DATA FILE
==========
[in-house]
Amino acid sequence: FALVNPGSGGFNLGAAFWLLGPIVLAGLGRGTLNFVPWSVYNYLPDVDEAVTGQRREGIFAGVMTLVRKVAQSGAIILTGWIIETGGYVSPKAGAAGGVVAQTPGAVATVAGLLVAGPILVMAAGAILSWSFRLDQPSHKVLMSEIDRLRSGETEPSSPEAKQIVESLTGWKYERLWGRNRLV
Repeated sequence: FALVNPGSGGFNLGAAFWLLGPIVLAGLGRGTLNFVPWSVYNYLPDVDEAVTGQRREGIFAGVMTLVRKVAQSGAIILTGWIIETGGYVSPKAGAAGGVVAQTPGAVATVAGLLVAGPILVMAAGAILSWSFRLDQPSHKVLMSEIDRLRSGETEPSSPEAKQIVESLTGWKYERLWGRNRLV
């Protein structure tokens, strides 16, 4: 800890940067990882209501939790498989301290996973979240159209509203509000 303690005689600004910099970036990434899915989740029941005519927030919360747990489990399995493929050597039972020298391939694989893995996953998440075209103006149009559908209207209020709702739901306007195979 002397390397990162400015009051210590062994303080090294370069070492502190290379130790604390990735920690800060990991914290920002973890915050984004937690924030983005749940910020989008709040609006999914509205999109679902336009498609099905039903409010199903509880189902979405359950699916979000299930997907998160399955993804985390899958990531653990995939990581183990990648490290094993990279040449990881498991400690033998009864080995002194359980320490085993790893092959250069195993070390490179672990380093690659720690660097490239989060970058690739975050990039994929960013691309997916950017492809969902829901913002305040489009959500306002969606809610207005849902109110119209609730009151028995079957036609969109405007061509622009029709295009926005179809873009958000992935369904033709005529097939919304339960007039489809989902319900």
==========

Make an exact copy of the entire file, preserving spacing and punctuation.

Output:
[in-house]
Amino acid sequence: FALVNPGSGGFNLGAAFWLLGPIVLAGLGRGTLNFVPWSVYNYLPDVDEAVTGQRREGIFAGVMTLVRKVAQSGAIILTGWIIETGGYVSPKAGAAGGVVAQTPGAVATVAGLLVAGPILVMAAGAILSWSFRLDQPSHKVLMSEIDRLRSGETEPSSPEAKQIVESLTGWKYERLWGRNRLV
Repeated sequence: FALVNPGSGGFNLGAAFWLLGPIVLAGLGRGTLNFVPWSVYNYLPDVDEAVTGQRREGIFAGVMTLVRKVAQSGAIILTGWIIETGGYVSPKAGAAGGVVAQTPGAVATVAGLLVAGPILVMAAGAILSWSFRLDQPSHKVLMSEIDRLRSGETEPSSPEAKQIVESLTGWKYERLWGRNRLV
């Protein structure tokens, strides 16, 4: 800890940067990882209501939790498989301290996973979240159209509203509000 303690005689600004910099970036990434899915989740029941005519927030919360747990489990399995493929050597039972020298391939694989893995996953998440075209103006149009559908209207209020709702739901306007195979 002397390397990162400015009051210590062994303080090294370069070492502190290379130790604390990735920690800060990991914290920002973890915050984004937690924030983005749940910020989008709040609006999914509205999109679902336009498609099905039903409010199903509880189902979405359950699916979000299930997907998160399955993804985390899958990531653990995939990581183990990648490290094993990279040449990881498991400690033998009864080995002194359980320490085993790893092959250069195993070390490179672990380093690659720690660097490239989060970058690739975050990039994929960013691309997916950017492809969902829901913002305040489009959500306002969606809610207005849902109110119209609730009151028995079957036609969109405007061509622009029709295009926005179809873009958000992935369904033709005529097939919304339960007039489809989902319900």